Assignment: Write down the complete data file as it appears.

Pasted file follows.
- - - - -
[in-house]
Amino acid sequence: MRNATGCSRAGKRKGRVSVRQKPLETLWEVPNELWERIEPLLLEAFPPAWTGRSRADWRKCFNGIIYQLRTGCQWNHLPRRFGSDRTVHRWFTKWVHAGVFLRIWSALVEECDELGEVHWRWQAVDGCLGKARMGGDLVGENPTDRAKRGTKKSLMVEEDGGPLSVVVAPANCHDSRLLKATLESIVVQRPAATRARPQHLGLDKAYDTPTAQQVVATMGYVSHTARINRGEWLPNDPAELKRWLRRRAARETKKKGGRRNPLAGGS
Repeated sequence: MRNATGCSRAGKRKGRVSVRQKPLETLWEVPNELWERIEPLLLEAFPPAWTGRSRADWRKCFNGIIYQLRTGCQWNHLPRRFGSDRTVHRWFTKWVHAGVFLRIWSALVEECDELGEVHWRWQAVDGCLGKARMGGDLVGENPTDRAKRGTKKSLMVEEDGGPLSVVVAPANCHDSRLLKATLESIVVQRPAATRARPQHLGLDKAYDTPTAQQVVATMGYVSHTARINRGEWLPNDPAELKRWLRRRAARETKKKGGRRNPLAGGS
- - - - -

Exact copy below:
[in-house]
Amino acid sequence: MRNATGCSRAGKRKGRVSVRQKPLETLWEVPNELWERIEPLLLEAFPPAWTGRSRADWRKCFNGIIYQLRTGCQWNHLPRRFGSDRTVHRWFTKWVHAGVFLRIWSALVEECDELGEVHWRWQAVDGCLGKARMGGDLVGENPTDRAKRGTKKSLMVEEDGGPLSVVVAPANCHDSRLLKATLESIVVQRPAATRARPQHLGLDKAYDTPTAQQVVATMGYVSHTARINRGEWLPNDPAELKRWLRRRAARETKKKGGRRNPLAGGS
Repeated sequence: MRNATGCSRAGKRKGRVSVRQKPLETLWEVPNELWERIEPLLLEAFPPAWTGRSRADWRKCFNGIIYQLRTGCQWNHLPRRFGSDRTVHRWFTKWVHAGVFLRIWSALVEECDELGEVHWRWQAVDGCLGKARMGGDLVGENPTDRAKRGTKKSLMVEEDGGPLSVVVAPANCHDSRLLKATLESIVVQRPAATRARPQHLGLDKAYDTPTAQQVVATMGYVSHTARINRGEWLPNDPAELKRWLRRRAARETKKKGGRRNPLAGGS